Rupa-bhava-shringaram - the essence of the visual image of Srinathji find expression in the finely delineated baareek kalam pichwais by artist Jai Khanna. Over the last few months as I set to work on this exhibition, going through his works gave me a strange sensation of being in the powerful presence of Krishna in entirety. Then, Jai confided - “Srinathji Swaroopam is the basis of my existence. Even though I knew nothing about him, visions of him would lie imprinted on my mind so I would always paint him in those forms. This body of works is really a manifestation of Srinathji as he would appear repeatedly in my dreams; I’ve painted him in the closest likeness possible to the powerful presence of his persona focusing on his sublime darshana.” Jai’s oeuvre is a palimpsest in which one gets a glimpse of millions of devotees’ hearts. Showcasing some 30 contemporary works on silk and paper, for the first time, this traditional form of art has been redefined within an urban milieu through an artist’s signature works, their simplistic narrative reinforced with his personal vision. Compositionally, the artist has introduced imagery hitherto unseen, infusing the art form with newer features and visual elements.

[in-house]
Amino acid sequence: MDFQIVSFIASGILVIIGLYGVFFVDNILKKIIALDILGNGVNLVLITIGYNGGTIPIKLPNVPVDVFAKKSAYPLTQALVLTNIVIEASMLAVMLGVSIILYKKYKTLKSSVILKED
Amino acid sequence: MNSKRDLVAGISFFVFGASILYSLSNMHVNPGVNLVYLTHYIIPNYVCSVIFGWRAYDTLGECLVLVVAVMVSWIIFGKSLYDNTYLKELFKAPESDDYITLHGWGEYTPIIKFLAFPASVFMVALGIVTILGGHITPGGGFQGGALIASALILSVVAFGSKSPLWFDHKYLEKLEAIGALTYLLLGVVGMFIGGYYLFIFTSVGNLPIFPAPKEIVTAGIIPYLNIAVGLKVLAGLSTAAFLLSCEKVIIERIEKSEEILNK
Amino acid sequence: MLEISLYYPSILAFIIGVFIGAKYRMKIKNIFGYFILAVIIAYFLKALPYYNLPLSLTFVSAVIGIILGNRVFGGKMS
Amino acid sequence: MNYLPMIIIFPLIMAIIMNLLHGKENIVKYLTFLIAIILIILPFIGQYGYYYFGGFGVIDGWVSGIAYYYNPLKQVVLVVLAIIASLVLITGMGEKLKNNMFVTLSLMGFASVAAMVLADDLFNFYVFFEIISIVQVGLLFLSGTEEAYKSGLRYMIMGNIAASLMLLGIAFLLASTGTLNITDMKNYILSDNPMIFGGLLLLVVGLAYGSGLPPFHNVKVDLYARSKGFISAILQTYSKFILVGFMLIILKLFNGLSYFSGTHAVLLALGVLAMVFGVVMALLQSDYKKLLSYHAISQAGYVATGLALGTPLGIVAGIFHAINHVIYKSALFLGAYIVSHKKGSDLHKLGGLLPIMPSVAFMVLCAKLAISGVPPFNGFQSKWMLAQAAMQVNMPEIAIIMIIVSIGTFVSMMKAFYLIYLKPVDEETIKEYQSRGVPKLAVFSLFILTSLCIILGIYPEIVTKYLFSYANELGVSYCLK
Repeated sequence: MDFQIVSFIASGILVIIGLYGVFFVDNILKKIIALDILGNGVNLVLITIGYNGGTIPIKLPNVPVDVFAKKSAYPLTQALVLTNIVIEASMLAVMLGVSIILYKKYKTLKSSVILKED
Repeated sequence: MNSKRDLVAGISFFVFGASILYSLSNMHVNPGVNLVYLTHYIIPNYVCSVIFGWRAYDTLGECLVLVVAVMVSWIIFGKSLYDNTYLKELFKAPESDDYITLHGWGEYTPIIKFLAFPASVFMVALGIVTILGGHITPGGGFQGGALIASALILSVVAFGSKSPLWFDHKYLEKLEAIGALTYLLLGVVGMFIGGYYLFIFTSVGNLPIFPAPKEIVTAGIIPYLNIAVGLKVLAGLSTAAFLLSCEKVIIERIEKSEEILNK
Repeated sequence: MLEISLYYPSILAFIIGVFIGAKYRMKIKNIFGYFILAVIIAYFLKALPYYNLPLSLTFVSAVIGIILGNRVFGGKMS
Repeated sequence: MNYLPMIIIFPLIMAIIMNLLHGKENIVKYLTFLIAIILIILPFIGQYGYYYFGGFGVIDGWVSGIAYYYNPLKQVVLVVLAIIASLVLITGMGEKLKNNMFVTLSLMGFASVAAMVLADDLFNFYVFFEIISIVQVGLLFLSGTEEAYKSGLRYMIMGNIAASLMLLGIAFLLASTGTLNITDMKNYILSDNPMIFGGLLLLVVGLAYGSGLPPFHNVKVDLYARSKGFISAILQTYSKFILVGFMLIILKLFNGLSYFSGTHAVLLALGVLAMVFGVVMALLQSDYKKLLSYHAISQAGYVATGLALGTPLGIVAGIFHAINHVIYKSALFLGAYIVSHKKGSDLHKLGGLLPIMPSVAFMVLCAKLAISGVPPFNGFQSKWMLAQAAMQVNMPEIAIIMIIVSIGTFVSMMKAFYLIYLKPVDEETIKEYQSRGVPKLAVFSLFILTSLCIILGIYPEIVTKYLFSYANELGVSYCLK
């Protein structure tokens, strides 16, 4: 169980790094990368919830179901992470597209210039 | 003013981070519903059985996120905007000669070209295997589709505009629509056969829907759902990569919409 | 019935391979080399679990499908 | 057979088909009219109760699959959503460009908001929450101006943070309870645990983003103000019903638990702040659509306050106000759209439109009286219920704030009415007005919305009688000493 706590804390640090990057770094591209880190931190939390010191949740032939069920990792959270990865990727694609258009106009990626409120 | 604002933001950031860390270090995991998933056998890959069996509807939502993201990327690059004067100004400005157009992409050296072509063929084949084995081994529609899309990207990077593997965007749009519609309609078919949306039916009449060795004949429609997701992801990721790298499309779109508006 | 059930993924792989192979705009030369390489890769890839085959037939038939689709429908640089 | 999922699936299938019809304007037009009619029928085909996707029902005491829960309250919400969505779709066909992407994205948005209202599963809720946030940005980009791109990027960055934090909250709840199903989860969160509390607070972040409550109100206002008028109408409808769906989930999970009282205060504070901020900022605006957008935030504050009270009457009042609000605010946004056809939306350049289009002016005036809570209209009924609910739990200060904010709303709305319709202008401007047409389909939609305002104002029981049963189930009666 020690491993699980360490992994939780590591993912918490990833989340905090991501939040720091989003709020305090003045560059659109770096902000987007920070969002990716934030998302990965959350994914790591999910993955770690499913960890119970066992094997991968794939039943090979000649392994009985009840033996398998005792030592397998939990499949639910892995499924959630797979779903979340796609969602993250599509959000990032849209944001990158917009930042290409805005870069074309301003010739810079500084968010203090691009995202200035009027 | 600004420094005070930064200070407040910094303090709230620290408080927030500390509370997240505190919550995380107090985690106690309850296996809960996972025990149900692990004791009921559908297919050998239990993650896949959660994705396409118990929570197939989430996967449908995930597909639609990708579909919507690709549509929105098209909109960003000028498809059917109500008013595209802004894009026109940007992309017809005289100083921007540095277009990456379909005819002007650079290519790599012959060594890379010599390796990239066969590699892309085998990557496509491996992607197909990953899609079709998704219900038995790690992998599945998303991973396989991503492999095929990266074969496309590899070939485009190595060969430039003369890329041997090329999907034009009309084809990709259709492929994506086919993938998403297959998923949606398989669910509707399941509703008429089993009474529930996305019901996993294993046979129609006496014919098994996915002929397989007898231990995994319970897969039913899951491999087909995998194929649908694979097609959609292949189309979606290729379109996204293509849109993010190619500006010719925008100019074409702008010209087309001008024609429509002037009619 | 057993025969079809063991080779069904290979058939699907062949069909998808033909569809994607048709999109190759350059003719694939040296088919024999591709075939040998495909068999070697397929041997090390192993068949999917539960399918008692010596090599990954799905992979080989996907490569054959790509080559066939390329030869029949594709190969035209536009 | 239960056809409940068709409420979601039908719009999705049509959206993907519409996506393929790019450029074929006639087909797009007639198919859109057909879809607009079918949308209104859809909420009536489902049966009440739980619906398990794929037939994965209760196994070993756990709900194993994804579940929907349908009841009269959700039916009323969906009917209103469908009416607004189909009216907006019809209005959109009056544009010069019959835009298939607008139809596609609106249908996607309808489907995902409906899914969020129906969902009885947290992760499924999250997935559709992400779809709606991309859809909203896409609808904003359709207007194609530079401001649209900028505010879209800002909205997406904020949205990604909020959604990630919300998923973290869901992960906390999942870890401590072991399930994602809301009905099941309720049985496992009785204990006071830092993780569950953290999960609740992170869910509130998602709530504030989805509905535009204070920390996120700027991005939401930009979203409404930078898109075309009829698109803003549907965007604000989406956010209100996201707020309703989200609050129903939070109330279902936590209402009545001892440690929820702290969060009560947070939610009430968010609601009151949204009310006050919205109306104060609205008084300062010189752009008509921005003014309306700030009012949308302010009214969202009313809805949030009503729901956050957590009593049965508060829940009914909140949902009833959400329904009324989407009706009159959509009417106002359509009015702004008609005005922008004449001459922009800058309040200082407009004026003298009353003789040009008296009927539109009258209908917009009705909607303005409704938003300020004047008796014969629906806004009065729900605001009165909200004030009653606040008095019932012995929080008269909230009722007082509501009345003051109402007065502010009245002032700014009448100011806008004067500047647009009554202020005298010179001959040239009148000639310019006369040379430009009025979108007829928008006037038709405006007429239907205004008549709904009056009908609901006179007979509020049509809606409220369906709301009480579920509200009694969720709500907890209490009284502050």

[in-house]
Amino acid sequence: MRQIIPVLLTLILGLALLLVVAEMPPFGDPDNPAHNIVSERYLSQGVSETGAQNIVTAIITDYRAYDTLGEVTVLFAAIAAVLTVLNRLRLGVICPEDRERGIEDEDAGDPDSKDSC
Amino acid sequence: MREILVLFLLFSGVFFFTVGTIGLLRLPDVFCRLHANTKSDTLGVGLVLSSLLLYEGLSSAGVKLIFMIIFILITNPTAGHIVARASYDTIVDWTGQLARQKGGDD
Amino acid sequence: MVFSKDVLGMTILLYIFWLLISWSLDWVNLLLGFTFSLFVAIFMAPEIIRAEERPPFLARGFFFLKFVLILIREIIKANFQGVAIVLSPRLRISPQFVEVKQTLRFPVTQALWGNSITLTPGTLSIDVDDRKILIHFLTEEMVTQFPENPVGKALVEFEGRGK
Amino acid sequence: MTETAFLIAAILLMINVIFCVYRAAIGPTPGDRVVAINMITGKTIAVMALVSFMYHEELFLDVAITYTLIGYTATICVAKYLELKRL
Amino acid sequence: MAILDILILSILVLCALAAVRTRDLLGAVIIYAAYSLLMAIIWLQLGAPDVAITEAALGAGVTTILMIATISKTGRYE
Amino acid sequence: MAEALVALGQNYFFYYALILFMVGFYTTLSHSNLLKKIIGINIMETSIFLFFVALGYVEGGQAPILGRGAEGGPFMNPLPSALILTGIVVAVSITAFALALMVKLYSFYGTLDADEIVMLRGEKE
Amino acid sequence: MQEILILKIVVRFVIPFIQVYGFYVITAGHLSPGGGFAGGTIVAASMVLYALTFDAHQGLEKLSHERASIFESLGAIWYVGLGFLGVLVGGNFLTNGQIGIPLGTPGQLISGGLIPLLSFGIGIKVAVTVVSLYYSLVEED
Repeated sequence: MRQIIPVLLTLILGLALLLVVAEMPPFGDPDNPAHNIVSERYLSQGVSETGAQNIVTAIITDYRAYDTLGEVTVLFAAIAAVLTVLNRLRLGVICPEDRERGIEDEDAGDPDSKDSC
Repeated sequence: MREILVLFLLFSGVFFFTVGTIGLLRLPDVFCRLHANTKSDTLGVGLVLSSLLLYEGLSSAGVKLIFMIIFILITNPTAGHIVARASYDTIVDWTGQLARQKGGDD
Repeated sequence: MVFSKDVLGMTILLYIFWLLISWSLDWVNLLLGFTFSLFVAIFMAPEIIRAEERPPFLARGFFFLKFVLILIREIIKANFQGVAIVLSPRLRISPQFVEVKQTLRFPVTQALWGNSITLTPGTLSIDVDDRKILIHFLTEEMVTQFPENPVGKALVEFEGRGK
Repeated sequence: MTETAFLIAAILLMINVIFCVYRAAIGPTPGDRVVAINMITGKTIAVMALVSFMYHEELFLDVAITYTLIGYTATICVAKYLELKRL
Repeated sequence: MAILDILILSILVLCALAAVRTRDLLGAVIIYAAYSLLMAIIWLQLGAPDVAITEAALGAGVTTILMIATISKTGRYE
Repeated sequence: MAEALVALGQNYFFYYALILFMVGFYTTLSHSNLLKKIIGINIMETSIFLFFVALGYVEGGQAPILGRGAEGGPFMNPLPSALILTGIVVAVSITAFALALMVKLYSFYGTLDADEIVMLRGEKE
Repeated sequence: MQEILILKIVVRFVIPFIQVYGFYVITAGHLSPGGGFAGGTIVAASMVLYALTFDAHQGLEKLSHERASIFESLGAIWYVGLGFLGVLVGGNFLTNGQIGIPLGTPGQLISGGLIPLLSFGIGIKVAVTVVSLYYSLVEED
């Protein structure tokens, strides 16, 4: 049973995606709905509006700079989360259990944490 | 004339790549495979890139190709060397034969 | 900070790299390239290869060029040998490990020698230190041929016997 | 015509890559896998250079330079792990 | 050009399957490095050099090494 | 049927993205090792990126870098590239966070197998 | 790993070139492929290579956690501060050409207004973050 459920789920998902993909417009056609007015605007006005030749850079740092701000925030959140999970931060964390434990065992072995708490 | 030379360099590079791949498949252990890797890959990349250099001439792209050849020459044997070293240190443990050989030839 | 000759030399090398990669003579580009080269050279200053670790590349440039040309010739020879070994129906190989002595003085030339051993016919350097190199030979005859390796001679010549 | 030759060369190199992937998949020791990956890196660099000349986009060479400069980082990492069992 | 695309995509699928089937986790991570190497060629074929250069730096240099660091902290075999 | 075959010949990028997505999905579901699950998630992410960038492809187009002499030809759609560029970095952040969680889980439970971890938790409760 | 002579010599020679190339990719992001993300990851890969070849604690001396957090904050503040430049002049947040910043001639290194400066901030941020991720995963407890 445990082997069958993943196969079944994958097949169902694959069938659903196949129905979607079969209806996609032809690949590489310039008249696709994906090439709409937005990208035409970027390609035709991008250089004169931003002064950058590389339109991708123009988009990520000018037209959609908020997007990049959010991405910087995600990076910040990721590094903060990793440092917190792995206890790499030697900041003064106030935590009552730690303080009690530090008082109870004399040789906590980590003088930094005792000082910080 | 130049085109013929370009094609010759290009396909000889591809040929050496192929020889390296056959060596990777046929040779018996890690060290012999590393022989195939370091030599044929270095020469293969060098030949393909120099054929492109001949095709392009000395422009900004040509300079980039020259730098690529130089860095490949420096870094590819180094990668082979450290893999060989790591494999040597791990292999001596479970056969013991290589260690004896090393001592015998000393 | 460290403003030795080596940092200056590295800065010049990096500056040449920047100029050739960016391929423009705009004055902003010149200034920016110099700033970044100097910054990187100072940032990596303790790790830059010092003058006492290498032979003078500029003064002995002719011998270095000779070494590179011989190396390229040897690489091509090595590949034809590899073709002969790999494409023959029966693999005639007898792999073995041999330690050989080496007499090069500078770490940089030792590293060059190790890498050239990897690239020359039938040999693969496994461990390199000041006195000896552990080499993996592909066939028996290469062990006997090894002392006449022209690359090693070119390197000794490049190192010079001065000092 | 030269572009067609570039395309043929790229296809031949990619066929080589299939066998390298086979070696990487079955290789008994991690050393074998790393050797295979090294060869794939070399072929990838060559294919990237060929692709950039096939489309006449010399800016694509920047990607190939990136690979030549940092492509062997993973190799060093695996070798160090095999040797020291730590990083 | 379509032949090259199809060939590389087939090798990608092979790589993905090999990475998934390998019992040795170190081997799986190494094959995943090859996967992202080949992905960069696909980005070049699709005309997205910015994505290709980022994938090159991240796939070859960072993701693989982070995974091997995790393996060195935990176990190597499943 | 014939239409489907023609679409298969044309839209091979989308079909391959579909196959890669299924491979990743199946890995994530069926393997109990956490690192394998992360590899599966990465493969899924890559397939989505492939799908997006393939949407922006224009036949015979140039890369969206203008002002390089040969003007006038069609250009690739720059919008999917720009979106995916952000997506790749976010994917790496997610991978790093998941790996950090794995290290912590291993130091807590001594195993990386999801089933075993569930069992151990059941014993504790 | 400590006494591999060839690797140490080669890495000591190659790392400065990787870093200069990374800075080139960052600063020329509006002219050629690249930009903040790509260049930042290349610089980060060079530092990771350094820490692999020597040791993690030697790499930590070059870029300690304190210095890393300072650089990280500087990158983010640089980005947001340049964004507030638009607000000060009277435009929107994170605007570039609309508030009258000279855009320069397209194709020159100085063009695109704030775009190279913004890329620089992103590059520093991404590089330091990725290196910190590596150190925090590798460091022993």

He contemplates on the manifest or Prakatya Swaroopa of Srinathji as prescribed in the ancient texts. Remaining true to the iconographical representation, he reinterprets the form through dream imagery and experimentation. The works resonate with absolute devotion but their contemporary attitude is undeniable. Though impetus is being given to traditional Indian arts and crafts through various organisations, the art of making pichwais remains predominantly a school of artisans. The purpose of this exhibition then, is to inspire signature within the rural and traditional crafts and ultimately, to view it over time within the ambit of mainstream contemporary art.